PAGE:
My rating: 5 of 5 stars

The Journey is something rather special and painfully beautiful; it’s a picture book which retells the journey of a nameless family of refugees. Told in a mixture of calm double page spreads, and singular pages, the family have to leave their home after the war begins. They set off on a journey to “another country. A country far away with high mountains”; and it is a journey that has to go on without a member of the family. (I shall not spoil what happens to this member, suffice to say that it delivers one of the most poetic, restrained and pained double page spreads I have seen for a long while). The book ends on an unfixed note; the family are still traveling and the narrator sees some birds up above: “I hope, one day, like these birds, we will find a new home. / A home where we can be safe and begin our story again.” In an echo of these words, the final endpaper sees a birds eye view of a red train cutting through the landscape of an unknown country populated by trees and with mountains in the distance.

This book is endorsed by Amnesty International and it’s not hard to see why. The Journey treats its topic with a sensitive restraint and, through refusing to name either the countries involved or the people, invests the narrative with a pained every man quality. Sanna’s work here is vivid, quiet and subtle. It’s work that I suspect is for the slightly older edge of picture book readers and that’s simply due to the layering at work here. There’s so much going on in these wonderful, poetic, nuanced images. It’s Miyazaki meets The Last Unicorn meets an Aubusson tapestry meets a nightmare. Hard to describe, yet unforgettable.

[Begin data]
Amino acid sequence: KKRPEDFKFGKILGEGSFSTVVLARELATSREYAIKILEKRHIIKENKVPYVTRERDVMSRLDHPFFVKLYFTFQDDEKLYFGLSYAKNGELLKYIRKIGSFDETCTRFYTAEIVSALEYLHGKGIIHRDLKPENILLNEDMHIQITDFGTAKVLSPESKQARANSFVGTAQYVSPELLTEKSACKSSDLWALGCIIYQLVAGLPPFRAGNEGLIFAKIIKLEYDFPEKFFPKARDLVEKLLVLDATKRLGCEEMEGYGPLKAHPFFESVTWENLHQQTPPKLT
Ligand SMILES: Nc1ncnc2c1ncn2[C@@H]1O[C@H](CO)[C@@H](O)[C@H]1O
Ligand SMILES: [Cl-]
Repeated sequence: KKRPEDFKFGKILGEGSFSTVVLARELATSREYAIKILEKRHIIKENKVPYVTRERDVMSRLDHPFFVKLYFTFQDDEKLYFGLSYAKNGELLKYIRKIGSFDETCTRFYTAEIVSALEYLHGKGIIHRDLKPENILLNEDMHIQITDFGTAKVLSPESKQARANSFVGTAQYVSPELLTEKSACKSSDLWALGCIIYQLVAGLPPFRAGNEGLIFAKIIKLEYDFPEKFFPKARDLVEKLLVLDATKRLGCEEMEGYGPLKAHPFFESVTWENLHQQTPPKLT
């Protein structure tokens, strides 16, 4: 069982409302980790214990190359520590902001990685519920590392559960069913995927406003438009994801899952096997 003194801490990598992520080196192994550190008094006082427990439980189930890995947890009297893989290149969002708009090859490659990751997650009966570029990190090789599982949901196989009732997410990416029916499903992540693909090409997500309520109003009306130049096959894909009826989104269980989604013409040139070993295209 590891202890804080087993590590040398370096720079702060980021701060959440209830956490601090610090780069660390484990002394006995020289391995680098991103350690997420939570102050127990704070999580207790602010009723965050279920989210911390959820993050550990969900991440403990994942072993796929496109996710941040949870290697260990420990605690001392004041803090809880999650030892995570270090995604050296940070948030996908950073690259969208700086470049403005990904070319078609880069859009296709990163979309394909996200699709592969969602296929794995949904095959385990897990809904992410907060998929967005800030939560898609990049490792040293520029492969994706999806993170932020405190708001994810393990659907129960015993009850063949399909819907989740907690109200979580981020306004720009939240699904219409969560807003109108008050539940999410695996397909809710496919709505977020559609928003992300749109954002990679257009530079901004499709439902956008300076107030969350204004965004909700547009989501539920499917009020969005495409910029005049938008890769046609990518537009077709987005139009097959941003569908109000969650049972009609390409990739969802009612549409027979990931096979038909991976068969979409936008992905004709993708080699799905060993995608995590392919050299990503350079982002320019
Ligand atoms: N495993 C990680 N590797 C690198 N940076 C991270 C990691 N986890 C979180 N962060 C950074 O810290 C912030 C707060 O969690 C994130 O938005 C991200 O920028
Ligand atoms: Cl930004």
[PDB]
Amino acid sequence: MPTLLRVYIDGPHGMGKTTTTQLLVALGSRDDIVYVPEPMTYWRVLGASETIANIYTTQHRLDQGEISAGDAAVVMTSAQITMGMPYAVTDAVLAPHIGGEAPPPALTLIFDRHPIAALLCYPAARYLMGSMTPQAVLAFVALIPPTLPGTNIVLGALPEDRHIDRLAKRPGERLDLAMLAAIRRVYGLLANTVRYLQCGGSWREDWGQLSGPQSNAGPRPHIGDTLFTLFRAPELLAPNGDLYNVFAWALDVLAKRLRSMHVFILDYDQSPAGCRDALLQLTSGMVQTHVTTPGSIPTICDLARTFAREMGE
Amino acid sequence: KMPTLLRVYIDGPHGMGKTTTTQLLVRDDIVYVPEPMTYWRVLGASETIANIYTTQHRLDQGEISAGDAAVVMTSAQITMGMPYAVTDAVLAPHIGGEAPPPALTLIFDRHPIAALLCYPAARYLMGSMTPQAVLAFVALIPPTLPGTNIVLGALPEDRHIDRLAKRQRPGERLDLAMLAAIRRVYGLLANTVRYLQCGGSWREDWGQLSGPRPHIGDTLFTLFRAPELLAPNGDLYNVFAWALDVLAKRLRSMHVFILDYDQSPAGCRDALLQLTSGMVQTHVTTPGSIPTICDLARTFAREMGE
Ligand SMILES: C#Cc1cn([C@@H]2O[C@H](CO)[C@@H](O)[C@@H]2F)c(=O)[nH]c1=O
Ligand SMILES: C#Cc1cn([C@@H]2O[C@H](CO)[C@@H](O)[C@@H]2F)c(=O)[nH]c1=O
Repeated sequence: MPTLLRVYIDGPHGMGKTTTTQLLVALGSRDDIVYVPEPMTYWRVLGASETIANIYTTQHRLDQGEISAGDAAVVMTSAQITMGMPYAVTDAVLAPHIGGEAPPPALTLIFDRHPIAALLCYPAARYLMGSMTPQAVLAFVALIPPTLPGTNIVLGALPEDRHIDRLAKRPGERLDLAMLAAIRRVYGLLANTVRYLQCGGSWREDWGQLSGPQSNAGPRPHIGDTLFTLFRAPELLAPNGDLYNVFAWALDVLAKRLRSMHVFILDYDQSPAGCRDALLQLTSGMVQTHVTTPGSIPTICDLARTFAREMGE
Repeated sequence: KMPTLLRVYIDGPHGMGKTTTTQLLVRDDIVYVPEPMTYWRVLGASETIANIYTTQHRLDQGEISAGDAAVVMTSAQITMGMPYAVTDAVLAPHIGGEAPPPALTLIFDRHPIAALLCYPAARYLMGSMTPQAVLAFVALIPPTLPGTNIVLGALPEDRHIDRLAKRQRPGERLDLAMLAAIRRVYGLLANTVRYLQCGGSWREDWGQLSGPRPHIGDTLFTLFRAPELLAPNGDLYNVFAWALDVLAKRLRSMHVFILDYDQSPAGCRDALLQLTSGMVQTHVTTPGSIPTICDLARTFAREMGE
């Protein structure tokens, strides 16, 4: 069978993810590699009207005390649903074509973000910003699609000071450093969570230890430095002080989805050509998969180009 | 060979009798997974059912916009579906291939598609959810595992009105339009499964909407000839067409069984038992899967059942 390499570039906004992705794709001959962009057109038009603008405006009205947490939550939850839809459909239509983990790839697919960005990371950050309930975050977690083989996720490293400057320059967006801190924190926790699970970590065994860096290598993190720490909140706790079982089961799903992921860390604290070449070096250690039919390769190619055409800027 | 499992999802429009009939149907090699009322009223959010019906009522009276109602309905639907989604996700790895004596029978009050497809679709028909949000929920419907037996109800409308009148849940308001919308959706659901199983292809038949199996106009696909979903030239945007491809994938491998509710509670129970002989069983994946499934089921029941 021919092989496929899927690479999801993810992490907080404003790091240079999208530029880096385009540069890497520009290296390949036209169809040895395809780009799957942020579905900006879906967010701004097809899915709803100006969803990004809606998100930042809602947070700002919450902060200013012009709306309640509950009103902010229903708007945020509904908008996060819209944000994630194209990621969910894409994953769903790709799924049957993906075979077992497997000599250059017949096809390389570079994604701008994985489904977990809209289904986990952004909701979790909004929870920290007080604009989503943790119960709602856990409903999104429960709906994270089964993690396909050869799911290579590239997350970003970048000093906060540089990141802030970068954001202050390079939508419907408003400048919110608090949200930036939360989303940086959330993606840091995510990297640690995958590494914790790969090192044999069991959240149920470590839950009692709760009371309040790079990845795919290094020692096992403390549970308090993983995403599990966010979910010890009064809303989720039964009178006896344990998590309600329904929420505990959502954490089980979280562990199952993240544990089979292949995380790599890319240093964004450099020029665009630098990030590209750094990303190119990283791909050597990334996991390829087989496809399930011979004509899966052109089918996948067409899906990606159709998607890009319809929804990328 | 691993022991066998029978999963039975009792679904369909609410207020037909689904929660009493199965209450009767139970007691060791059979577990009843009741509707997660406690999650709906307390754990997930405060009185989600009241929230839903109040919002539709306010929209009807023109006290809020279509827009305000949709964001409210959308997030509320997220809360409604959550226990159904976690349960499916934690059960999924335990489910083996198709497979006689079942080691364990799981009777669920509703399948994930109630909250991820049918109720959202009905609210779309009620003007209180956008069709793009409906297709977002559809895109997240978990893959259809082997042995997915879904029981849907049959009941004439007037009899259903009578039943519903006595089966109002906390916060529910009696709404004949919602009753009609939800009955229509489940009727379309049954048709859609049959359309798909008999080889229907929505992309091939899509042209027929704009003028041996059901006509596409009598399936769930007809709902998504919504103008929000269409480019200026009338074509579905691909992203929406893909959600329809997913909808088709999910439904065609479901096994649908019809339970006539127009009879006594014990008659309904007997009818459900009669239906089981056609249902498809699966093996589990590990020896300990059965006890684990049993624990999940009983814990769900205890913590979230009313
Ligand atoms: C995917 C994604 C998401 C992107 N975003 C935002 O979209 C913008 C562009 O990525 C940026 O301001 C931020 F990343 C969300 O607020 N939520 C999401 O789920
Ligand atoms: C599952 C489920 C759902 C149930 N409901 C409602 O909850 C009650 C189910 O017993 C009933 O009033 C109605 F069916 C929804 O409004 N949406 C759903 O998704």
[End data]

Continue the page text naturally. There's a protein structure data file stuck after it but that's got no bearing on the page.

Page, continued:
There’s a dark edge to the aesthetic: scenes of familial bliss are edged by the dark edge of something threatening, whilst, in one of the most heart-rending scenes, the children sleep in their mother’s arms whilst she silently weeps into the night. As the text says, the children are unaware of this: “But mother is with us / and she is never scared. / We close our eyes and / finally fall asleep.” It is rare and brilliant work, this, and The Journey is something wonderful to end the year with this book. It is rather special and I hope a future classic.

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Username Evie : Joe Sugg

Username: EvieUsername: Evie by Joe Sugg

My rating: 2 of 5 stars

Created by the ‘Sugg Squad’, and led by Joe Sugg who ‘created the storyline and characters and directed the project’; Username: Evie is a complex and often frustrating read. Yet, it’s equally important to note that it is a graphic novel with its heart in the right place. The central message is one of understanding the impact of your actions, and that being mean does have a consequence. It’s a message often lost in some frantic and overwrought panels, and quite confused writing, but it is still a dominant message throughout the comic. It’s not great, but it does try to do great things.

Evie is a fairly standard protagonist who doesn’t fit in. She lives with her dad, a terminally ill coder, who is secretly building a virtual environment for her to use after he passes. Following his death, and her discovery of his work, Evie experiences ‘e.scape’; where everything is perfect and wonderful and, as is always the way, this doesn’t last. A corrupting influence is thrown into the code and soon her idyll turns out to be something quite different.